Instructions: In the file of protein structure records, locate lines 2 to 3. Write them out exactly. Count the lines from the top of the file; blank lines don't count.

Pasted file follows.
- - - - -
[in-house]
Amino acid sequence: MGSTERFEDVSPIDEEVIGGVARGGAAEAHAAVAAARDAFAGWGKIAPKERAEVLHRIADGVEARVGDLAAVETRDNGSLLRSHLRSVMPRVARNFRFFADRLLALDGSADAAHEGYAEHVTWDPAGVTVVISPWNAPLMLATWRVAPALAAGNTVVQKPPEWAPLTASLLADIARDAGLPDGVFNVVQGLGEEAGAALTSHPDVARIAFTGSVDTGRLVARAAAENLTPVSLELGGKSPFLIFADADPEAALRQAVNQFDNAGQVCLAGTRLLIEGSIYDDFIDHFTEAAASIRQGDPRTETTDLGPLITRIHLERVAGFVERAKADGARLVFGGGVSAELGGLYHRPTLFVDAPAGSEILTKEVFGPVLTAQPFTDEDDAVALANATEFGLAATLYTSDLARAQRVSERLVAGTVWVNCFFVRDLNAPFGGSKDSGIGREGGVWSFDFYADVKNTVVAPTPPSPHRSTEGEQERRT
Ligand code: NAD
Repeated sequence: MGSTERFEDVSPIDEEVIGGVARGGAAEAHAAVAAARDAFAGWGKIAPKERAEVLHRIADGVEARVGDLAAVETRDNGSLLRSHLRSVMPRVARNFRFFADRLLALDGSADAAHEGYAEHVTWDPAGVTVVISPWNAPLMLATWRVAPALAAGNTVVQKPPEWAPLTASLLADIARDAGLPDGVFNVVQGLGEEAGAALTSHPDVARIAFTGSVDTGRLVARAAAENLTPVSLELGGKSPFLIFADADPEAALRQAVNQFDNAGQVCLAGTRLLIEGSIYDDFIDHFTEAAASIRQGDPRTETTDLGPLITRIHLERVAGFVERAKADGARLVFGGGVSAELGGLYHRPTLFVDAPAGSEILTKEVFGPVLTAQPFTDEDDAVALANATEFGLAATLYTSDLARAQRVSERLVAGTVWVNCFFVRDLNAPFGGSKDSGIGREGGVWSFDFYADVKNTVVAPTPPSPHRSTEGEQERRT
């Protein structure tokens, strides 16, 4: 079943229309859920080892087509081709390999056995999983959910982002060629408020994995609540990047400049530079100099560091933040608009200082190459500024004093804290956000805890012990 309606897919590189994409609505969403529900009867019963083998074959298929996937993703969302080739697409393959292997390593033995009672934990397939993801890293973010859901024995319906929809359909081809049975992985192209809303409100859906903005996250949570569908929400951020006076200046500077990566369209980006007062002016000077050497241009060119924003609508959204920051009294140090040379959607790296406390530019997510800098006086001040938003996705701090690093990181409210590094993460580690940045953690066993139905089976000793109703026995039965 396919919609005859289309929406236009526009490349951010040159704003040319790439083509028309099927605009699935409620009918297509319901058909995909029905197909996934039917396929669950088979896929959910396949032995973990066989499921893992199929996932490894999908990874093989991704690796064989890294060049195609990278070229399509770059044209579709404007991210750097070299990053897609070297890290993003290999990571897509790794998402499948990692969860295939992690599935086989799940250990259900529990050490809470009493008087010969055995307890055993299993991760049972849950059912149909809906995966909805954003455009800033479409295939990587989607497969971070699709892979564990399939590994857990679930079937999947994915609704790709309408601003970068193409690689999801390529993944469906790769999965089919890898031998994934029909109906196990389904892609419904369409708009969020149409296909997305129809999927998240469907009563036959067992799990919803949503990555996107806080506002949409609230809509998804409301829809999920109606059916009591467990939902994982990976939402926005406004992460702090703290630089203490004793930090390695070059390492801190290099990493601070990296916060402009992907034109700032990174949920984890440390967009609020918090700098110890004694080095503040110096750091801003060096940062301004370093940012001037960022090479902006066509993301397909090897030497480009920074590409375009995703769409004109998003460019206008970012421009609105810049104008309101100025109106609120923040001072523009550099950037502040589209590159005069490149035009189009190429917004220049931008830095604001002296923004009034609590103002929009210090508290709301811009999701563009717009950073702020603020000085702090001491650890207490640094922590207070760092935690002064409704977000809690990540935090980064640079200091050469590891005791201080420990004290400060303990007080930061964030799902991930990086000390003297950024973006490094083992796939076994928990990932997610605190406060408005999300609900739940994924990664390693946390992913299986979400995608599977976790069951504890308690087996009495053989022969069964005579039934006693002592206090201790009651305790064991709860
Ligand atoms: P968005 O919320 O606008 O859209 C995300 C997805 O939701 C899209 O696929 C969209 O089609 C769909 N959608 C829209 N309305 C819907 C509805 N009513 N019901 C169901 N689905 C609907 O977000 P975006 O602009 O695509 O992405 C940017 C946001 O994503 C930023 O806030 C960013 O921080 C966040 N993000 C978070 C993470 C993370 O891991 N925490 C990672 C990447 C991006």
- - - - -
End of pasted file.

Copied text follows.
Amino acid sequence: MGSTERFEDVSPIDEEVIGGVARGGAAEAHAAVAAARDAFAGWGKIAPKERAEVLHRIADGVEARVGDLAAVETRDNGSLLRSHLRSVMPRVARNFRFFADRLLALDGSADAAHEGYAEHVTWDPAGVTVVISPWNAPLMLATWRVAPALAAGNTVVQKPPEWAPLTASLLADIARDAGLPDGVFNVVQGLGEEAGAALTSHPDVARIAFTGSVDTGRLVARAAAENLTPVSLELGGKSPFLIFADADPEAALRQAVNQFDNAGQVCLAGTRLLIEGSIYDDFIDHFTEAAASIRQGDPRTETTDLGPLITRIHLERVAGFVERAKADGARLVFGGGVSAELGGLYHRPTLFVDAPAGSEILTKEVFGPVLTAQPFTDEDDAVALANATEFGLAATLYTSDLARAQRVSERLVAGTVWVNCFFVRDLNAPFGGSKDSGIGREGGVWSFDFYADVKNTVVAPTPPSPHRSTEGEQERRT
Ligand code: NAD